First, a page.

Natural relief for allergies

  • Mar. 9, 2011 6:00 a.m.

By Mikiala Christie

Yes, spring is around the corner and what often accompanies the arrival of springtime? Cute bunnies and chocolate eggs, flowers and merriment.

While the coming of spring is an exciting time for most people, allergy sufferers would beg to differ. The never-ending sneezing, stuffiness, and lethargy prevents those with allergies from frolicking in the fields of daisies and singing like Julie Andrews.

However, there are steps that you can take to cope.

Let’s first look at why you are suffering in the first place: an allergic reaction is your body’s way of telling you that your immune system is weak. According to Chinese medicine your lungs regulate part of your immune system. If your lungs are not working at their best they become easily inflamed and your body is more vulnerable to attack. When the lung tissue is inflamed it swells up with mucous to combat the perceived pathogen (allergen).

What can you do to minimize the swelling and inflammation?

First and most importantly, protect your immune system by eating a healthy and regular diet. A diet rich in fresh, seasonal fruits and vegetables with lots of whole grains will help your body have enough nourishment to overcome disease more quickly.

Avoid dairy, refined sugar and packaged and or fast food as these foods contribute to inflammation within the body.

Acupressure: certain acupressure points can help stimulate your lung function and also help drain your sinuses.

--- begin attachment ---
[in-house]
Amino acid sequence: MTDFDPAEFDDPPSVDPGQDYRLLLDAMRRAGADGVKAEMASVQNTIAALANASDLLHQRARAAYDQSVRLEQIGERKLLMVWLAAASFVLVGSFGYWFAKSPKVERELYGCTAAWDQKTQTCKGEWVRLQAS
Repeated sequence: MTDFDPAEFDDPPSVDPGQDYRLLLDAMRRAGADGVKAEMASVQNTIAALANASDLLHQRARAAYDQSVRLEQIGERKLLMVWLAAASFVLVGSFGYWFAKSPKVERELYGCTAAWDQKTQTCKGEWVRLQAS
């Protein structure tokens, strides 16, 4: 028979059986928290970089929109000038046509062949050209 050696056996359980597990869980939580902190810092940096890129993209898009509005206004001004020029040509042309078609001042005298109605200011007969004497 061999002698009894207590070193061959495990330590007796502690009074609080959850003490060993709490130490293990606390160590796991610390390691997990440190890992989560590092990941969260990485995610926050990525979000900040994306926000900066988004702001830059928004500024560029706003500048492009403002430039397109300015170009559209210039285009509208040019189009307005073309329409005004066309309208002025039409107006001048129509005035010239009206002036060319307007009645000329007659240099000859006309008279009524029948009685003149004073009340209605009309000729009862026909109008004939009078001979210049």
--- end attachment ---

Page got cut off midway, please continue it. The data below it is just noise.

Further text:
Lung 1: located at a deep hole beneath your collar bone. Massage two to three times per day for one minute.

LI 20: located on each side of your nostrils, feel for a hole located between your eyebrows. Press and massage each point for one minute (Yintang: massage up and across eyebrows).

What else can you do naturally?

Acupuncture works by decreasing the histamine response which helps to reduce the swelling and inflammation. In 1995, a study of acupuncture on patients with allergic asthma demonstrated a reduction in IgA levels. IgA is an immunoglobulin involved in allergic reactions.

Certain herbs can also help with allergy attacks: xanthium and magnolia help to open up the nasal passages and mint can help clear up the inflammation.

No matter what course of action you take overcoming allergies will always be a combination of self care and professional care. Taking the right steps will have you tip toeing through the tulips in no time.

Mikiala Christie BA, R.TCM.P is a registered acupuncturist and Chinese herbologist who practices in Sidney.



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